The markets in Berlin around closing-time are full of people scrounging throw-outs for voku purposes. I do a lot of "swap half my box of tomatoes for half your box of peaches" type deals. Usually the only limit on how much food I dumpster or get for a euro-per-crate is how much I can carry home- 20kg is my limit with a backpack & a bicycle, but if I find myself a bike trailer and/or panniers I could go more. Another person with another backpack would also help!
I usually make two trips for food, one to the markets for the dumpster/scrounge/buy veggies portion, then another to actual shops for beans, tofu, brown rice, cooking oil & so forth. Both times I fill up my backpack with at least 20kg worth of food. It seems to have worked out pretty well that 2 x 20kg backpack-loads of food= enough food for voku (OK, I confess that I have always cooked too much and there is always left-overs, but that hasn't been a problem because I do voku at a living project where they are quite happy not to have to cook dinner the next day).
So usually I do the market-trip the day before voku and deliver that load, then do a super-market run and drop that off, then if there are beans to put on for soaking I do that. Then I get up the next morning & run around picking up tofu (which can only be had from the Asian grocery here), brown rice (which can only be had from the expensive Bio shop- Berlin you are so frustrating this way!), coconut milk or whatever else I couldn't find at the supermarket or market, then I arrive at the wagenplatz at about 1pm. The aim is to have dinner served by 6pm, but, um. I have never had it on before 7pm.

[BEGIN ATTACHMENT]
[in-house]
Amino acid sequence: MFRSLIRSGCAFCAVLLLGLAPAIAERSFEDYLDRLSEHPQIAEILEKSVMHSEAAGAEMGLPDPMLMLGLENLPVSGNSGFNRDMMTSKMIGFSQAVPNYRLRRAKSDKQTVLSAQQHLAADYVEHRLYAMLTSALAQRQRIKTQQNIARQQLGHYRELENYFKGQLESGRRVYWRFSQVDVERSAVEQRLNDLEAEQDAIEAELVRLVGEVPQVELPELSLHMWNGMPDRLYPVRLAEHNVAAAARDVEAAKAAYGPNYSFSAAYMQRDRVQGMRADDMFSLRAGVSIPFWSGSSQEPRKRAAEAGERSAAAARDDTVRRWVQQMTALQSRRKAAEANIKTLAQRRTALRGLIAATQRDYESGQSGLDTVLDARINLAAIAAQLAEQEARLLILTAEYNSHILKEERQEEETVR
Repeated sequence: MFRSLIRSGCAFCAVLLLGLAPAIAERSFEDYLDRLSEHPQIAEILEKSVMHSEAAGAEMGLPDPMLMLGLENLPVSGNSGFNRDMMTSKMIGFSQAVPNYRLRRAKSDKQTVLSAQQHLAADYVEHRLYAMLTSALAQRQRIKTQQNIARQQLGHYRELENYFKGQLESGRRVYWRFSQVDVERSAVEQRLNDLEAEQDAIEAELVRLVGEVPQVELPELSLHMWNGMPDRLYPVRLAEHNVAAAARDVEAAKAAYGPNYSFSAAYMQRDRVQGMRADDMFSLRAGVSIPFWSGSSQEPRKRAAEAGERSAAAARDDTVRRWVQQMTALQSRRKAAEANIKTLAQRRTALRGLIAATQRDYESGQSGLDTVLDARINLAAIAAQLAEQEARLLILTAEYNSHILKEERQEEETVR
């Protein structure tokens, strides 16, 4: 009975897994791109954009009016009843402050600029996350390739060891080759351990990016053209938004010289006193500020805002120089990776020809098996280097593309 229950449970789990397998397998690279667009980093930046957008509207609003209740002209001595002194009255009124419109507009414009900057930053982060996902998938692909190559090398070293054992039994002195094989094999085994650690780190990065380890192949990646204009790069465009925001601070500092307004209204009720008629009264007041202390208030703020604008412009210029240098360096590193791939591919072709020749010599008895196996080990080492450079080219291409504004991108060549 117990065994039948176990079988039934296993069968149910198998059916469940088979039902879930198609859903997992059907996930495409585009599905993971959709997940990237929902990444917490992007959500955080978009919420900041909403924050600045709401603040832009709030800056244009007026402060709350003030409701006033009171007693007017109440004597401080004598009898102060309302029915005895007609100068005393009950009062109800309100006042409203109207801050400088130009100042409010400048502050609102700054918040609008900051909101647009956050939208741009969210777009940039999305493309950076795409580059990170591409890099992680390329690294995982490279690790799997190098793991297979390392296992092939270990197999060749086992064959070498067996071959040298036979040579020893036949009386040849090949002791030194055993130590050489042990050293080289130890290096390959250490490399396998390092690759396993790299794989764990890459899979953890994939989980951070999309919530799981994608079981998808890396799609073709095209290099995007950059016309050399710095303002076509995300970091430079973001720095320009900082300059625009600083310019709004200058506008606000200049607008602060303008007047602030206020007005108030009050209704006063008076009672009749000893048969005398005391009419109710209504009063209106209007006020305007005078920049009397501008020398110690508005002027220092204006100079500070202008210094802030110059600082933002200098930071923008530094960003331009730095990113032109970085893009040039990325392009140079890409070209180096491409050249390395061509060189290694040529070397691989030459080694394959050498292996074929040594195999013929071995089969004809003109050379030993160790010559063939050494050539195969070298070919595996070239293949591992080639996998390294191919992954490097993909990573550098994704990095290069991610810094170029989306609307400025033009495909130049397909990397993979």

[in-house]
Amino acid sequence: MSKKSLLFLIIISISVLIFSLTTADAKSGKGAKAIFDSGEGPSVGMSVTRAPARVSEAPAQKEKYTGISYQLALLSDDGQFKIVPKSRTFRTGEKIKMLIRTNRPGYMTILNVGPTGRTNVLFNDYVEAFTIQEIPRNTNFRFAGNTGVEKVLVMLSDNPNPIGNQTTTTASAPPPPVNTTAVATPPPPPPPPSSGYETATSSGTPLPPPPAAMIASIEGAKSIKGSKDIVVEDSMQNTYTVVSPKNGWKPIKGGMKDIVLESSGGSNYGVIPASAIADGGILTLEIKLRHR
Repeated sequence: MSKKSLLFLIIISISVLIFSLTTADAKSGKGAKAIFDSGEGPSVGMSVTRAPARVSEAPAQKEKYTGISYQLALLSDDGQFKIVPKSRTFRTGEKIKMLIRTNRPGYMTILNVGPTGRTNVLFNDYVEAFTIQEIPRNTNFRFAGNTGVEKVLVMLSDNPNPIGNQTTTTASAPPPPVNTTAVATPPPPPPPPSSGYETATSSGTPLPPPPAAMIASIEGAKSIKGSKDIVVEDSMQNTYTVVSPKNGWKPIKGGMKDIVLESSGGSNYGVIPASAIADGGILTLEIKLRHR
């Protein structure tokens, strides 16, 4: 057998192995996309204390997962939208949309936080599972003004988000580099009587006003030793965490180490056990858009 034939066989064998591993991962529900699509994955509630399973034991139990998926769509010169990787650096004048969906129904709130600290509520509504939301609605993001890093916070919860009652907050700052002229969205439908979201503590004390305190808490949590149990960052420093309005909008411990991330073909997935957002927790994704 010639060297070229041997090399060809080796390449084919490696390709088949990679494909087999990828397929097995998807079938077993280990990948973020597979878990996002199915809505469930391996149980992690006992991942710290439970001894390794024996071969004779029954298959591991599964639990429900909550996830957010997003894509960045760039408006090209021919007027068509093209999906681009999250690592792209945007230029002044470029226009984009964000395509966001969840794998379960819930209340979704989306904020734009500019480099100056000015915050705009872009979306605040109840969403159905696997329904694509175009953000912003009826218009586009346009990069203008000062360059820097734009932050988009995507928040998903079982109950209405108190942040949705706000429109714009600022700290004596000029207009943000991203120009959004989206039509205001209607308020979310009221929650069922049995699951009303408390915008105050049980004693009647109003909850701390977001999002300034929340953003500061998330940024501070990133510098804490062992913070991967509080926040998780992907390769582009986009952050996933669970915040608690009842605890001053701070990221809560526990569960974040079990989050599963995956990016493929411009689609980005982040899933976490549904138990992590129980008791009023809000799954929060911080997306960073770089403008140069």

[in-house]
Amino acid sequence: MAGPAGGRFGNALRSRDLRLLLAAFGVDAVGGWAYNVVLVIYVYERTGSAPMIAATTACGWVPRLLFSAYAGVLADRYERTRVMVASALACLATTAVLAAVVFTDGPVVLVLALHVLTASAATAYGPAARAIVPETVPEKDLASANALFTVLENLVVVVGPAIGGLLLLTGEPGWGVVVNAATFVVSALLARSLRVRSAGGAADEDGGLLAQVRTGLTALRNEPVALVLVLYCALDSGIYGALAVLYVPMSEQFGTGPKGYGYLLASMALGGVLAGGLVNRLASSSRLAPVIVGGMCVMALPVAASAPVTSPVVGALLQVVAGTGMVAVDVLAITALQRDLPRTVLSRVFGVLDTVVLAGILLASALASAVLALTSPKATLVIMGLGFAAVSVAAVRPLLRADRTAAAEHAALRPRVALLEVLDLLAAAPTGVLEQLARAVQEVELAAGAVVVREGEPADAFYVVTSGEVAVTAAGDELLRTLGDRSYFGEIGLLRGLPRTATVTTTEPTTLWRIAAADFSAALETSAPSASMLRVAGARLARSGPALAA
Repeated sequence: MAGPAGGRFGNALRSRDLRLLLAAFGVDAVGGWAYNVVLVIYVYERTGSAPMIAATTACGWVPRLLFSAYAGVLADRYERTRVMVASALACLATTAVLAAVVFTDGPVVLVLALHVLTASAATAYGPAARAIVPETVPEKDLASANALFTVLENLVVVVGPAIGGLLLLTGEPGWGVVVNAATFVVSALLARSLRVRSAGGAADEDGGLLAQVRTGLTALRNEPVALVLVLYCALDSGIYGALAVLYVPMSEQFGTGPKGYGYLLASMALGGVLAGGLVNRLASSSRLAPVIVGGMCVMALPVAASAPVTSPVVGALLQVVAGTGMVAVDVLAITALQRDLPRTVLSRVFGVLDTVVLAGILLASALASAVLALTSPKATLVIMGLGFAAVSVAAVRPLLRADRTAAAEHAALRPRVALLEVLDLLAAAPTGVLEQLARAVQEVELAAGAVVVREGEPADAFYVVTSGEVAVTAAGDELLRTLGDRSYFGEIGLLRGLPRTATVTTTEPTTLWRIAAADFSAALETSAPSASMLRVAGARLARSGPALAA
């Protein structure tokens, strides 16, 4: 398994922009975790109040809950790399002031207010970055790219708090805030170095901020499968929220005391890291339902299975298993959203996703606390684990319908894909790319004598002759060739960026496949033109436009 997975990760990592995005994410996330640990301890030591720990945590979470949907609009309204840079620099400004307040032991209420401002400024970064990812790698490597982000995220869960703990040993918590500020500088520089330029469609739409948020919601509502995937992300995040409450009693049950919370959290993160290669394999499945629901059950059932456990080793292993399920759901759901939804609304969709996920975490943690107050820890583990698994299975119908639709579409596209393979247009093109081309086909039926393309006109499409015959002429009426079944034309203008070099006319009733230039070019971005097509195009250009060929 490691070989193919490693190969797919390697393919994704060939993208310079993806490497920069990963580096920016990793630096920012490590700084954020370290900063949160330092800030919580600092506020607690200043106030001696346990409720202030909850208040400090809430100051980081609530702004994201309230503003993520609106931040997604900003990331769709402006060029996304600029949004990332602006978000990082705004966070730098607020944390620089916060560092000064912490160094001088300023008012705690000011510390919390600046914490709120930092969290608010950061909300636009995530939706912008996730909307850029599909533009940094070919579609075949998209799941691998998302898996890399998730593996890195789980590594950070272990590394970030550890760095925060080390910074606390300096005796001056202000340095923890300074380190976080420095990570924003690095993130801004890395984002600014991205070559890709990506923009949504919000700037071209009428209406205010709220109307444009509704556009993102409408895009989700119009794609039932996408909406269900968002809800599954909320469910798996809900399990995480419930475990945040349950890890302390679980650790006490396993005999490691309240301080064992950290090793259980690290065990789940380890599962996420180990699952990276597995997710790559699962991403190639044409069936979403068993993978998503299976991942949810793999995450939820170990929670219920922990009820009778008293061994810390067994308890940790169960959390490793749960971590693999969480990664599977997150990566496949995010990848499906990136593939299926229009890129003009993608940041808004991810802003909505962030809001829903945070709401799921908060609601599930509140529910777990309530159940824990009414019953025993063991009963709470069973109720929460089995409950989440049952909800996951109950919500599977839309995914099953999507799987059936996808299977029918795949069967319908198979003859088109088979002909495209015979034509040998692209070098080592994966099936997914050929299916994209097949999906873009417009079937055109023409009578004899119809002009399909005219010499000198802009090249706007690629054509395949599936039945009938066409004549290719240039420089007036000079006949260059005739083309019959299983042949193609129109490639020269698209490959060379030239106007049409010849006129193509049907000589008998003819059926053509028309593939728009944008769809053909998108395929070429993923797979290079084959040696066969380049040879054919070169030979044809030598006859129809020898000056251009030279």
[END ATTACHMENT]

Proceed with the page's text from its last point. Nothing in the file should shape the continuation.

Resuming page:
I like to think that as I do more I will get better at calculating time-requirements over time. Dinner has been delayed by, the first time, the long cooking-time of a large quantity of brown rice, and the second time by the long cooking-time of curry-for-40. Lesson learnt: LARGE QUANTITIES OF FOOD TAKE LONG TIMES TO COOK, and strength of the burner matters! It can take over an hour for a large saucepan of rice or curry to come to a boil, and it needs to boil before it starts cooking, so add another hour onto that at least, and remember to get your rice & your curry on before 4pm if you want to serve at 6!
So at 1pm I am scurrying around setting up the cooking-space for when my volunteers arrive. I set up a compost bucket, veggie-washing stations (large saucepans or buckets filled with water for washing dumpster-scunge off veggies), chopping boards & knives. Whenever my volunteers arrive (it can be variable!), the first one ALWAYS gets the job of chopping the onions & garlic, because they will take a long time but need to be done before I can start cooking the hot dishes. Then everyone else gets to wash, sort, chop the ingredients. This usually takes HOURS. Like, way longer than you'd imagine. But it's fun & social, if also occasionally gross (depending on how well a bag of dumpstered veggies has held up to transport & overnight storage. Sometimes there is slimy badness).
Ah, and when I did the beans-from-dried-beans, I got those on cooking before I even started assigning volunteer jobs, because I knew they'd take forever. That 6kg of beans took about 3 hours of cooking after an all-night soak- not bad, actually.
So the order goes like this:
1. If there are dried beans, put them on to cook
2. Chop LOADS of onions & garlic
3. Wash & chop the rest of the veggies for cooked dishes
4. Get the cooked main dishes cooking- which means, get the onions & garlic cooking at least, even if the rest of the veg is still being prepped
5. And the rice on- I liked putting the rice on an outside burner so that it could be watched by people while they were making salad, and I'm running around inside the kitchen looking after a few cooked dishes.